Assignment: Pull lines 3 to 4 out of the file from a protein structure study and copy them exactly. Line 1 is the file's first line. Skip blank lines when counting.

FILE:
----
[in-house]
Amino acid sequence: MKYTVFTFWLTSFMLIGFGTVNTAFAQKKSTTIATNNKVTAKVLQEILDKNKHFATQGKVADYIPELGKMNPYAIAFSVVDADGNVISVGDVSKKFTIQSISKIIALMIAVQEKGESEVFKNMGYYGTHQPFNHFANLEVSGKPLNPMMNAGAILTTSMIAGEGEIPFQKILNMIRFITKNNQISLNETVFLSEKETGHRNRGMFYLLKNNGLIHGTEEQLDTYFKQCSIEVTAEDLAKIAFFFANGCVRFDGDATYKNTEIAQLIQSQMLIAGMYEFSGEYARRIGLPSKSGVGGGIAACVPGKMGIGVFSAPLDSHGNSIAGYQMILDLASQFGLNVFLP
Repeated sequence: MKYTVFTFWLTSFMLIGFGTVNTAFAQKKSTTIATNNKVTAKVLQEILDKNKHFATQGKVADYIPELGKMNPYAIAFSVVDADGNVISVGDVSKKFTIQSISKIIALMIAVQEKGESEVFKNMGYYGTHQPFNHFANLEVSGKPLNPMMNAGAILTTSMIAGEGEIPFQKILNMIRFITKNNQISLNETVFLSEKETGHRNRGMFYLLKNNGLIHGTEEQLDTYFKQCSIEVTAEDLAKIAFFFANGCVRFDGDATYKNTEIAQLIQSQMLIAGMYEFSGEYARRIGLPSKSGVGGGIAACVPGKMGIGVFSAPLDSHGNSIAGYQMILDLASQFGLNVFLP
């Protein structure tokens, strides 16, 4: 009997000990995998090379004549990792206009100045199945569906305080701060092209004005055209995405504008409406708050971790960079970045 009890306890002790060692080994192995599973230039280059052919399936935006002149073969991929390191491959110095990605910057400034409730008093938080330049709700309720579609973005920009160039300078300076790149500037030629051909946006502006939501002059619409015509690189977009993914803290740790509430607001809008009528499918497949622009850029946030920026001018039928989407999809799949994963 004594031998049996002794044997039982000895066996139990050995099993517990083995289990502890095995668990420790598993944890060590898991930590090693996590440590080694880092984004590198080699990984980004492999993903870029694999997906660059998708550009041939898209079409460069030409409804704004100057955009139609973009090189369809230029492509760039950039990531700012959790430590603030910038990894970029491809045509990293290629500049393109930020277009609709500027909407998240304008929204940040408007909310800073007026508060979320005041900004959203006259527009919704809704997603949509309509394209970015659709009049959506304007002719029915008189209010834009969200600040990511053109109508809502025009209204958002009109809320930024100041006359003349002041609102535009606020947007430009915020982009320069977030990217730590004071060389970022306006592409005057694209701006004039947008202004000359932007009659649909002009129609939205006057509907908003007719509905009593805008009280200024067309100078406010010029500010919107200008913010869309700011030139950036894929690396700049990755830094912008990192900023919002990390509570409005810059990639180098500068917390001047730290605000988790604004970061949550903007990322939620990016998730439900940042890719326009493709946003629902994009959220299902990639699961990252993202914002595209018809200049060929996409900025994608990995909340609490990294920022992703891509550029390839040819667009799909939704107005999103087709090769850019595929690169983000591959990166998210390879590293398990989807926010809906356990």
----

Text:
Repeated sequence: MKYTVFTFWLTSFMLIGFGTVNTAFAQKKSTTIATNNKVTAKVLQEILDKNKHFATQGKVADYIPELGKMNPYAIAFSVVDADGNVISVGDVSKKFTIQSISKIIALMIAVQEKGESEVFKNMGYYGTHQPFNHFANLEVSGKPLNPMMNAGAILTTSMIAGEGEIPFQKILNMIRFITKNNQISLNETVFLSEKETGHRNRGMFYLLKNNGLIHGTEEQLDTYFKQCSIEVTAEDLAKIAFFFANGCVRFDGDATYKNTEIAQLIQSQMLIAGMYEFSGEYARRIGLPSKSGVGGGIAACVPGKMGIGVFSAPLDSHGNSIAGYQMILDLASQFGLNVFLP
């Protein structure tokens, strides 16, 4: 009997000990995998090379004549990792206009100045199945569906305080701060092209004005055209995405504008409406708050971790960079970045 009890306890002790060692080994192995599973230039280059052919399936935006002149073969991929390191491959110095990605910057400034409730008093938080330049709700309720579609973005920009160039300078300076790149500037030629051909946006502006939501002059619409015509690189977009993914803290740790509430607001809008009528499918497949622009850029946030920026001018039928989407999809799949994963 004594031998049996002794044997039982000895066996139990050995099993517990083995289990502890095995668990420790598993944890060590898991930590090693996590440590080694880092984004590198080699990984980004492999993903870029694999997906660059998708550009041939898209079409460069030409409804704004100057955009139609973009090189369809230029492509760039950039990531700012959790430590603030910038990894970029491809045509990293290629500049393109930020277009609709500027909407998240304008929204940040408007909310800073007026508060979320005041900004959203006259527009919704809704997603949509309509394209970015659709009049959506304007002719029915008189209010834009969200600040990511053109109508809502025009209204958002009109809320930024100041006359003349002041609102535009606020947007430009915020982009320069977030990217730590004071060389970022306006592409005057694209701006004039947008202004000359932007009659649909002009129609939205006057509907908003007719509905009593805008009280200024067309100078406010010029500010919107200008913010869309700011030139950036894929690396700049990755830094912008990192900023919002990390509570409005810059990639180098500068917390001047730290605000988790604004970061949550903007990322939620990016998730439900940042890719326009493709946003629902994009959220299902990639699961990252993202914002595209018809200049060929996409900025994608990995909340609490990294920022992703891509550029390839040819667009799909939704107005999103087709090769850019595929690169983000591959990166998210390879590293398990989807926010809906356990």